Romeo and Juliet Reviews
Jul 24, 2015
A well-deserved standing ovation was given to the cast and crew of Guild Festival Theatre’s opening night performance of Romeo & Juliet at the Greek Stage at the Guild Park.
The classic love story by William Shakespeare is the quintessential story about two young lovers, Romeo and Juliet (Jovan Kocic, Lindsey Middleton), who are determined to be together despite a longstanding feud between their families.
If thoughts of Shakespeare conjure up awful memories of having to read or act out scenes from one of his plays in high school, this production can change your mind.
Well-performed, easily understood and a fluent, beautiful story, this is the way everyone should see Romeo & Juliet. The way the dialogue is spoken, the modern dress and the performances made it completely understandable without taking away from the original story or dialogue.
A masquerade ball at the Capulet’s, the home of Juliet, her mother Lady Capulet (Kaya Bucholc) and her father, referred to as Capulet (Michael McLeister), is promised to be a night good company and entertainment, and where Romeo meets Juliet.
Accompanied by Mercutio (Marcus Bernacci) and Benvolio (Emilio Vieira), the three are amongst their “enemies” but are hidden by their masks, Making Lady Capulet and her husband, Paris (Shawn Parsons), (who is betrothed to Juliet) and Tybalt (Marcus Haccius) none the wiser.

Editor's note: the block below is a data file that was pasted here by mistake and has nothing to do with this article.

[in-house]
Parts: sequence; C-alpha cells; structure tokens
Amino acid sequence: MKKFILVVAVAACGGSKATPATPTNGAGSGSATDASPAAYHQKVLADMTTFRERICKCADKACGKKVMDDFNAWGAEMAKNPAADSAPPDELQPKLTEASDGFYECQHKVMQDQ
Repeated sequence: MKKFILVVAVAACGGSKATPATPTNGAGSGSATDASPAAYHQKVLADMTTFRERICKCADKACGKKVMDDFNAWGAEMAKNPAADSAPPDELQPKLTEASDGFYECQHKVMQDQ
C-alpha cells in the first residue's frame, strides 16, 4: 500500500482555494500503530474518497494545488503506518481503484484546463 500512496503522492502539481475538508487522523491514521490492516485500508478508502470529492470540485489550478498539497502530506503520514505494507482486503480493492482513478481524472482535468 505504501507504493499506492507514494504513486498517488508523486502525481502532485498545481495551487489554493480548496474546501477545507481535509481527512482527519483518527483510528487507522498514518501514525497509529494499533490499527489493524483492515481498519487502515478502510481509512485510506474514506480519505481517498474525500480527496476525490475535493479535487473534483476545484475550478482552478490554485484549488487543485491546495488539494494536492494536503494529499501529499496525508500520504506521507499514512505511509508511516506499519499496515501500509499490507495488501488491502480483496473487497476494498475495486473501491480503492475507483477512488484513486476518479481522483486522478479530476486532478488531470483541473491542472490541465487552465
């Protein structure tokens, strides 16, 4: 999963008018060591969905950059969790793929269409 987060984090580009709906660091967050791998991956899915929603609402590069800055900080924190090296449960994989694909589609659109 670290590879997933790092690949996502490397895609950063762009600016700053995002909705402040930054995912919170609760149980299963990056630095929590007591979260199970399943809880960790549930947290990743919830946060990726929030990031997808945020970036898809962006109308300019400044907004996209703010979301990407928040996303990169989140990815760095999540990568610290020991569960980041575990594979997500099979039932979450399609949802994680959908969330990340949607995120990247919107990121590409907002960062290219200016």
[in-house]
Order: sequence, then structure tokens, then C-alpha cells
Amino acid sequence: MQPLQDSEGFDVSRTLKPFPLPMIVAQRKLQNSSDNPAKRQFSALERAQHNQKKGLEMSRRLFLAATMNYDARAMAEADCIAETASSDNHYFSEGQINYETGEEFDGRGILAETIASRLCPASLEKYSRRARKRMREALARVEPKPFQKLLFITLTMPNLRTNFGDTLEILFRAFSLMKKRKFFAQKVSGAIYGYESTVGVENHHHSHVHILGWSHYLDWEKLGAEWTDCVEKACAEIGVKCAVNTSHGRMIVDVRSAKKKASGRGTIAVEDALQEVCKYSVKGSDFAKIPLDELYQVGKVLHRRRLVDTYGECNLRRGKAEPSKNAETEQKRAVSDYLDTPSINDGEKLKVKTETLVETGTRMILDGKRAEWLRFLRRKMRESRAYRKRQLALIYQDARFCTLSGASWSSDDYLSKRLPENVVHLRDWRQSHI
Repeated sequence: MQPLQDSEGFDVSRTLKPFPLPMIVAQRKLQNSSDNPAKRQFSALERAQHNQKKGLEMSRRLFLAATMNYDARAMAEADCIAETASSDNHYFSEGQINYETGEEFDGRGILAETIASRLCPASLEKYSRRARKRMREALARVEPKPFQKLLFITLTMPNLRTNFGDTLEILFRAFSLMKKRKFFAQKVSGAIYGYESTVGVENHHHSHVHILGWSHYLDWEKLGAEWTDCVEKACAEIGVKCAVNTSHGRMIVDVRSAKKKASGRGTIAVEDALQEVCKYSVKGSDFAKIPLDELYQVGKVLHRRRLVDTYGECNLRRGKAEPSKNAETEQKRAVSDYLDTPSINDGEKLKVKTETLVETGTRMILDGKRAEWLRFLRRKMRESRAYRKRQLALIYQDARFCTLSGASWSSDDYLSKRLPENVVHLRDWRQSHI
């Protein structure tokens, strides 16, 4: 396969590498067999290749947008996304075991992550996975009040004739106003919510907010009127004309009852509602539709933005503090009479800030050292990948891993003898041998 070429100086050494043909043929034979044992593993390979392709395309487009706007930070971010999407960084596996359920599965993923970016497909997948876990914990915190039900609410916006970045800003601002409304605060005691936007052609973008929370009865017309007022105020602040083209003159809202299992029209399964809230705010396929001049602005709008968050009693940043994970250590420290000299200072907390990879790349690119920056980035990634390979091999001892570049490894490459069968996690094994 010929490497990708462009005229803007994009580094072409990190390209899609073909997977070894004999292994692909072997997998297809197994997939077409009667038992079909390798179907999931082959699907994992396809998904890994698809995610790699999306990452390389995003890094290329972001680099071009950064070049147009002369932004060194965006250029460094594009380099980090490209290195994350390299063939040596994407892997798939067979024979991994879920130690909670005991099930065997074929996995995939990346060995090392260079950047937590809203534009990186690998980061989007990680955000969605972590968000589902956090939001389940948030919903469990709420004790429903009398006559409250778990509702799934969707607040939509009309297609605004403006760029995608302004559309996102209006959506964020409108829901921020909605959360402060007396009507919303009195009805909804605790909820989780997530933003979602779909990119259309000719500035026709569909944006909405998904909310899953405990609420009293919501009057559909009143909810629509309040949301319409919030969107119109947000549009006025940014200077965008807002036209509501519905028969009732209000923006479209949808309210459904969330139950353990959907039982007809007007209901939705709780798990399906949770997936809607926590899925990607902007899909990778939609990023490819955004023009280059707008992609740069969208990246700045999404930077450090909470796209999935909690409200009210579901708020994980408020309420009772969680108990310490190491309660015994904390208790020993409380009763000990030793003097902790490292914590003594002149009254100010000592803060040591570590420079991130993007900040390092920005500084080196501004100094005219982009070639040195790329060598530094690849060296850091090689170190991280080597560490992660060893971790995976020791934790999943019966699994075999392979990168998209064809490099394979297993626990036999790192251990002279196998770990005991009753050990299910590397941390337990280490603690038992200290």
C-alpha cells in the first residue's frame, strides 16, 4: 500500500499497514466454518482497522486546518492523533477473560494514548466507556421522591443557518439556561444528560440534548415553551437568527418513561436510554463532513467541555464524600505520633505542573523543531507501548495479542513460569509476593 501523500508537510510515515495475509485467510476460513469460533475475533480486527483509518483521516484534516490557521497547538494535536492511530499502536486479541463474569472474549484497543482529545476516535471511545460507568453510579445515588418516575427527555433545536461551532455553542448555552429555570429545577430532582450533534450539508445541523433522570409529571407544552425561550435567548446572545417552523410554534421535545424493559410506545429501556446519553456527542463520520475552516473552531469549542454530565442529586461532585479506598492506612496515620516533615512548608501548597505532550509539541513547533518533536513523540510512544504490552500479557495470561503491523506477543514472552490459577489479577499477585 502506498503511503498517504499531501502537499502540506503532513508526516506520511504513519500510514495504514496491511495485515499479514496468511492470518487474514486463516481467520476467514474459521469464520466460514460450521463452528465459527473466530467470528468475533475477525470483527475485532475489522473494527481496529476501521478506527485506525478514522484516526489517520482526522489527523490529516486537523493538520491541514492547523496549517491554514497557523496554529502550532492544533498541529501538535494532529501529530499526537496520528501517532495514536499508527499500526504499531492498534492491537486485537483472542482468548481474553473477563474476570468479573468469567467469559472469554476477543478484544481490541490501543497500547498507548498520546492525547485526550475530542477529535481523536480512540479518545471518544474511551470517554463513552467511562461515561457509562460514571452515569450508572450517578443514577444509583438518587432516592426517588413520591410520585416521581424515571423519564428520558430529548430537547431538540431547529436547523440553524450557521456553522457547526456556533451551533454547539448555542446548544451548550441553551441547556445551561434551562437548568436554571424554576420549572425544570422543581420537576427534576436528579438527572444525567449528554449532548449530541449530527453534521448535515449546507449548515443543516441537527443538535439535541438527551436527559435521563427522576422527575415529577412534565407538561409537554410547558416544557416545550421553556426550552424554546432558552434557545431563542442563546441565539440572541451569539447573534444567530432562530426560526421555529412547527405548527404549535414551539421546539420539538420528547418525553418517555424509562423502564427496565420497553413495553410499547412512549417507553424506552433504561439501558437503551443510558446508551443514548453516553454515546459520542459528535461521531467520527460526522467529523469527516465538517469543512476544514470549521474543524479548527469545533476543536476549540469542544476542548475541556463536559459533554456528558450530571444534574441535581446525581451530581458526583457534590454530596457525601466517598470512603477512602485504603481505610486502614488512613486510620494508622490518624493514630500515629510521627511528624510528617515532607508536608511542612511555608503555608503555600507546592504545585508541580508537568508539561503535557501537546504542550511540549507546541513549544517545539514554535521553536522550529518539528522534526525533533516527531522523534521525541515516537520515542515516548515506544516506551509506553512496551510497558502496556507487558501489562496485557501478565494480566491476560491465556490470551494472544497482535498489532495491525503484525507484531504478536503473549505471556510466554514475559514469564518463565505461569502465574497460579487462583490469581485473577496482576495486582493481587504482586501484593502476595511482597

However, amongst the loud music and dancing at the party, there comes a moment where Romeo and Juliet come together and profess their love for one another. It is a touching scene, where everything becomes quiet and their chemistry louder than the music.
As they embrace, Nurse (Laura Meadows) happens upon the forbidden couple, and they vow to meet later that evening. Not wanting to live without each other, they decide to marry in secret and tell their families later. As in many love stories nothing goes as planned, and the two are up against some impossible odds at happiness and some hard choices to make.
Besides being beautifully performed by a cast of amazingly talented actors, a true testament to their skills, as well as director Jamie Robinson, is that the story was the star of the show.
The cast is a great mixture of fresh theatre graduates and seasoned veterans including Christopher Kelk as Friar Laurence, Gordon Gresko as Montague, and McLeister as Capulet. Their professionalism and talent bring an authenticity and realness to this show, and they embody their roles amazingly well.
Bernacci’s portrayal of the outgoing and eccentric Mercutio is amazing. His comedic talent and free-spirited portrayal gives the audience many memorable and funny moments. Scenes with Bernacci, Vieira as Benvolio and Kocic as Romeo are some of the funniest and entertaining ones in the show.
The ladies also shine in this show, most notably Meadows as Juliet’s faithful nurse and Bucholc as Lady Capulet. They give strong performances, especially in scenes with Juliet.
Kocic and Middleton are fantastic as Romeo and Juliet. Their chemistry is believable and these two talented performers are fantastic both individually, and in scenes together.